Boston continued to put the finishing touches on its marathon security Monday following last year's deadly bombings.
Officials said more runners and spectators have been making their way to the city following the pressure cooker explosions that left three dead and hundreds more injured.
They expect 36,000 runners to take part. That's about 10,000 more than last year.
"It's really like a big family of runners, everybody cheers for you," said West Hartford runner Christine Brooks. "They care for you."
Brooks, who was close to the second explosion last year, said she's been looking forward to this year's race.
She wasn't the only one.
New Britain Police Chief James Wardwell planned to run his 22nd Boston Marathon. He said it would feel wrong not to return.
"I think it's a proper tribute to those who were killed or injured," Wardwell said. "It's for the athletes to return to the starting line and retake that course.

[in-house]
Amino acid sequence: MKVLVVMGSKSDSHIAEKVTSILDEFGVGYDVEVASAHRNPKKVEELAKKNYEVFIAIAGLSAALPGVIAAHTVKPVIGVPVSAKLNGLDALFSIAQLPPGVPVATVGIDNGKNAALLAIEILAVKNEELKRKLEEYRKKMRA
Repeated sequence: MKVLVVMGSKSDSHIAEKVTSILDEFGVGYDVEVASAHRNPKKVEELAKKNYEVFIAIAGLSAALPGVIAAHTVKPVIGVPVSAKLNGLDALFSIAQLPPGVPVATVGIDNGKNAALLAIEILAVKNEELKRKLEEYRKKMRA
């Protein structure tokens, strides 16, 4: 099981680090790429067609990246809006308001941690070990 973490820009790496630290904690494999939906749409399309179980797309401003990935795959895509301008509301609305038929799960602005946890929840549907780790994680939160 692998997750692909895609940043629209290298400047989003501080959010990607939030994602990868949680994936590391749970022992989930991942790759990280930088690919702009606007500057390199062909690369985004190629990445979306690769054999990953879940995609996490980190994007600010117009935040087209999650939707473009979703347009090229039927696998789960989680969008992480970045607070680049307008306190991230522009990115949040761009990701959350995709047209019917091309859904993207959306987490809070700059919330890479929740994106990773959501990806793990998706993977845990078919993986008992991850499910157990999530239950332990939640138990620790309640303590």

Several security measures were in place for Monday.
Police said they've doubled the amount of officers on the streets to 3,600. New rules are also in place, including no signs or banners bigger than 11 inches by 17 inches. They were also not allowing backpacks.
Runners who have not registered cannot join the race, according to police.
"I will say that we've tried to strike a balance between enhanced security and preserving the family feel of this day," Gov. Deval Patrick said.
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